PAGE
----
But on a personal level, it’s about finding your own unique capacity for “genius,” then co-creating with the environment. It might be the most optimistic idea I’ve ever encountered. This is because it frees us from the sense of powerlessness we can feel in the face of such an enormous and complex world. It may not require a huge, obvious intervention to save us from catastrophe. The tiniest act from a sage acting as a butterfly may be all we need. By becoming uniquely yourself, you merge with the system and help it evolve.
The podcast is jam packed with goodness, so a twitter summary might help:
4. If you want to master investing or just improve any skill this talk by Yen Liow at the CFA Society is great - about how to train your mind, the ultimate compounding machine.
5. Sounds like this worked out for the founder….. (thank you Yaser)
B. What I Learnt on The Sell Side:
I worked for fifteen years at Lehman and Goldman. These are the lessons I picked up along the way, neatly summarised into tweets!
C. News You Might Have Missed:
“Saudi deputy minister of defense signs military cooperation agreement between Saudi Arabia and Russia”
On August 23rd, Saudi Arabia’s Vice Minister of Defense tweeted that he had signed a defense agreement with Russia. The agreement was signed at an arms expo outside Moscow.
Historically, the United States has been the top arms supplier to Saudi Arabia. According to the Stockholm International Peace Research Institute, Saudi Arabia was the main recipient of U.S. arms transfers in 2016–20, accounting for 24 percent of U.S. arms exports.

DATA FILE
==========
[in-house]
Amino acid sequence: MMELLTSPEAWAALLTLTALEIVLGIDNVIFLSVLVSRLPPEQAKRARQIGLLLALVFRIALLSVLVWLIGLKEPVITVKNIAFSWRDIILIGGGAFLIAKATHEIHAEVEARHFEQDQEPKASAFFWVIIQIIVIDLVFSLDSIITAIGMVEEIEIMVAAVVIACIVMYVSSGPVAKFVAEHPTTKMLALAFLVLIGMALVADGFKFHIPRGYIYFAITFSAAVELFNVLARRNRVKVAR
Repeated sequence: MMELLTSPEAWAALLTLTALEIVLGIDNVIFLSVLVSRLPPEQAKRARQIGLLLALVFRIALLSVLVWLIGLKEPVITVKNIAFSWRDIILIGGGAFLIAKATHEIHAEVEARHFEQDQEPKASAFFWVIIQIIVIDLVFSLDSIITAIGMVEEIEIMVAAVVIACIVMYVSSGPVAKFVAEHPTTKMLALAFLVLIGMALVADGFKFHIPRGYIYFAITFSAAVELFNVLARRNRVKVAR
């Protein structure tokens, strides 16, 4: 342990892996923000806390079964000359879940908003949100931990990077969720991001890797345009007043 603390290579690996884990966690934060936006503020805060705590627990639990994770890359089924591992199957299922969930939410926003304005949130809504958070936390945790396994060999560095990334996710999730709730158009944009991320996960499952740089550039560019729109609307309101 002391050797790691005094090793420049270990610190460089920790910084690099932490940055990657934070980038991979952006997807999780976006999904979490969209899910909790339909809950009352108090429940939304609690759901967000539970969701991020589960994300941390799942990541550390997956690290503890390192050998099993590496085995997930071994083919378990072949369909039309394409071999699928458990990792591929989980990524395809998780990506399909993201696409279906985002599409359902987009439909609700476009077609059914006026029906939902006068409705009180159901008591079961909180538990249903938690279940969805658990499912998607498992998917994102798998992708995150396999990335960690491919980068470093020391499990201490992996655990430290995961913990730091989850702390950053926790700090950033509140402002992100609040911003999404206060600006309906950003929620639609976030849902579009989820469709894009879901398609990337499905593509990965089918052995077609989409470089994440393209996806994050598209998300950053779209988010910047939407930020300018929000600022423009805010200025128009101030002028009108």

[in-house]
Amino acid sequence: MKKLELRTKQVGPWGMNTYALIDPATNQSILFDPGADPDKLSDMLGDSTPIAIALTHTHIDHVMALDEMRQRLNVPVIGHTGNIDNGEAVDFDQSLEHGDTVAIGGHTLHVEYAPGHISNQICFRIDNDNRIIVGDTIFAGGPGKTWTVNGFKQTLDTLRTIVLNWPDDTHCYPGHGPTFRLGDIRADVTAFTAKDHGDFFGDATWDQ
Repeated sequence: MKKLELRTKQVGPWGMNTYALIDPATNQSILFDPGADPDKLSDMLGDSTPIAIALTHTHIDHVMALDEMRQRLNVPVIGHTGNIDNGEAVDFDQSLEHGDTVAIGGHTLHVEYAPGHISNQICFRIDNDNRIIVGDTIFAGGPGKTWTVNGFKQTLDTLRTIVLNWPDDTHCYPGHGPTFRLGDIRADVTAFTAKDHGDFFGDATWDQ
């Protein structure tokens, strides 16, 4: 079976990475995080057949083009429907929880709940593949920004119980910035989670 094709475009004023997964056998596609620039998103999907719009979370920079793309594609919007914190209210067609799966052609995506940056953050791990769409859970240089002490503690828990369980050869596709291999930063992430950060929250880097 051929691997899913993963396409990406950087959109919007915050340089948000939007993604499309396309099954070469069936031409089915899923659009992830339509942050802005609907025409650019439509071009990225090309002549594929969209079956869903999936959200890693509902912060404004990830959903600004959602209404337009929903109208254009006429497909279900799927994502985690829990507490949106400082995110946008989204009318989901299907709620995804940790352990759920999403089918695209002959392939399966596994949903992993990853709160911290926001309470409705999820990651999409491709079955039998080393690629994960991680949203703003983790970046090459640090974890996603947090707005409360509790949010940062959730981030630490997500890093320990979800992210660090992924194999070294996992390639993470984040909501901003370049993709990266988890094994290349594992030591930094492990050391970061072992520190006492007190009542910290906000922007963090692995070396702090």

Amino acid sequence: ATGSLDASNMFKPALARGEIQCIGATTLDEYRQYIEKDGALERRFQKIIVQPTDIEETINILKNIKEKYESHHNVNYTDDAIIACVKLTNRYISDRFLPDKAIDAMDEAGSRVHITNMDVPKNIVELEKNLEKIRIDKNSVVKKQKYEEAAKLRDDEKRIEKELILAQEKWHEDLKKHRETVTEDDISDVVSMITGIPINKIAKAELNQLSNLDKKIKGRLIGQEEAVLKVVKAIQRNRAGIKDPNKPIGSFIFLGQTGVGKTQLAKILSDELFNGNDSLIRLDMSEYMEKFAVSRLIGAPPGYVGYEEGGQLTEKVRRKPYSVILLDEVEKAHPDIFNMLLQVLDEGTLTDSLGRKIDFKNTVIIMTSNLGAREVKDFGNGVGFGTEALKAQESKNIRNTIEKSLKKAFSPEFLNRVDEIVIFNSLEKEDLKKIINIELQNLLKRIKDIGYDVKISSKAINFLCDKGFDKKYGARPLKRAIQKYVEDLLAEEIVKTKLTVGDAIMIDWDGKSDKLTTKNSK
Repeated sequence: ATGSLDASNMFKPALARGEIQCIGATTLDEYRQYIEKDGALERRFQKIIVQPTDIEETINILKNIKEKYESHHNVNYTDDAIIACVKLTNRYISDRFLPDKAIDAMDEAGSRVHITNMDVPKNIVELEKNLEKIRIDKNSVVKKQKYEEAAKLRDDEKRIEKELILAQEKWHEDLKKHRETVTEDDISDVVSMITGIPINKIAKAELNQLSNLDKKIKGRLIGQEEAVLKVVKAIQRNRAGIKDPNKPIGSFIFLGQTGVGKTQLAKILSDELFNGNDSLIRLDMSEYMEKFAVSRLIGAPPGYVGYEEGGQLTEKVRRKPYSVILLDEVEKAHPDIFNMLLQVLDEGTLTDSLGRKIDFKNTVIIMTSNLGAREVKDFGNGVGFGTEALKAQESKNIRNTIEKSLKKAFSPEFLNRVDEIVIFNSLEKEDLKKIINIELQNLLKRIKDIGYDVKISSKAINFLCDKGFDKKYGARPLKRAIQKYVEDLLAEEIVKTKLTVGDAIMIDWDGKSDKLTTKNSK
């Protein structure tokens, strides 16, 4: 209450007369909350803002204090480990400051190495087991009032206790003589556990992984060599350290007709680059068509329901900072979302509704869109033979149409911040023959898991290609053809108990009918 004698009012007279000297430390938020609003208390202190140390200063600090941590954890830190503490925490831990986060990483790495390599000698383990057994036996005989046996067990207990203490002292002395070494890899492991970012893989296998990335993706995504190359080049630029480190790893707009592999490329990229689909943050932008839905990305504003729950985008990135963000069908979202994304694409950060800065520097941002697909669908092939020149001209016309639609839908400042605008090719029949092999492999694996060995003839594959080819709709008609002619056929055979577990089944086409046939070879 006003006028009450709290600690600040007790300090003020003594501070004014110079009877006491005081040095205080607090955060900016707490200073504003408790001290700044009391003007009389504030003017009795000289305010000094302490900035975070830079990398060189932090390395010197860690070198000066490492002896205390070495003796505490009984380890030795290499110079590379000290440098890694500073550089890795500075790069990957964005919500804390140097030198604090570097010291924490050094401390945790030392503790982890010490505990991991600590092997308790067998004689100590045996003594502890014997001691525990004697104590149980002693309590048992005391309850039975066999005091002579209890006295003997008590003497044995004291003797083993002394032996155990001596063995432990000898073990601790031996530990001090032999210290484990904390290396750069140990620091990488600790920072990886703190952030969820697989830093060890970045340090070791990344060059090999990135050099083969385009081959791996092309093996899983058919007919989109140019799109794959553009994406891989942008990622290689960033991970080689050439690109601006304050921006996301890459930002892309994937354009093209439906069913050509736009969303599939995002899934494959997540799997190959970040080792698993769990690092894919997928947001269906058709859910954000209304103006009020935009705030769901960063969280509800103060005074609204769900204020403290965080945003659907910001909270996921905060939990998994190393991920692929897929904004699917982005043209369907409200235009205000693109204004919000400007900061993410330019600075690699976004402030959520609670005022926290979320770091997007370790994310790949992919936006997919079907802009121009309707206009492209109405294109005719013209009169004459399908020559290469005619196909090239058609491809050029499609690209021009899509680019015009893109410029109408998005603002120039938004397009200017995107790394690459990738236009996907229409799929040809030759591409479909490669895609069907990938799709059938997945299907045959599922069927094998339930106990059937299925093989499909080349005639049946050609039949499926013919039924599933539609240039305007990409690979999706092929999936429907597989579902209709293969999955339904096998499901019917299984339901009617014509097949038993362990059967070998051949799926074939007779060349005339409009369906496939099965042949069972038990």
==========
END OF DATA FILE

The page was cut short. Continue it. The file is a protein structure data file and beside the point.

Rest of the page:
Saudi Defense Minister bin Salman noted that Russia had many new weapons systems that have “proven themselves well in Syria," where Russia's military intervened to support President Bashar al-Assad in that country’s civil war
While most of the world was focused on Afghanistan this week, a very big chess piece appears to have been moved on the geopolitical chessboard. This appears to be a direct violation of the “Carter Doctrine”, which to oversimplify said “No Russians in the Middle East.”
Why would the Saudis choose Russian weapons?
The underlined point above about “Russia had many new weapons that have ‘proven themselves well in Syria’” is a potential hint, particularly when paired with the geopolitical realities of who Saudi Arabia’s biggest client is (China, by far)…
Last month, the kingdom directed at least 1.8 million barrels a day of crude oil to China, the highest deliveries since a surge in buying back in April and May when prices crashed.
Meanwhile, daily exports to the U.S. slumped to a paltry 97,000 barrels.
For over a decade, western leaders and their Middle Eastern allies have been saying “Assad must go.” And ever since 2015, when Russia got directly involved in Syria, Assad has outlasted all of those who said he “must go”…effectively protected by Russia.
What do we know about geopolitics today:
1. China is by far Saudi Arabia’s biggest client.
2. China wants to buy oil in its own currency; indeed, it is a matter of Chinese national security that they do so over time.
3. For 50 years, under the terms of the so-called “Petrodollar system”, Saudi Arabia has only priced oil in USD, effectively trading this concession for US security protection.
4. If Saudi was going to start openly selling oil to China in CNY instead of USDs, it would need someone else to protect it, as the US would likely be less willing to defend Saudi under such circumstances.
5. The Saudi Defense Minister said Russian weapons “proved themselves in Syria”…where they were matched against American weapons.
Points 1-5 above are all fact-based…so here’s some speculation: Perhaps Saudi signed a military cooperation deal with Russia because Saudi knows they are going to openly price oil in CNY (or EUR, like Russia) sooner rather than later.
I suspect an open announcement along these lines, were it to come, would mark another major signpost in geopolitics.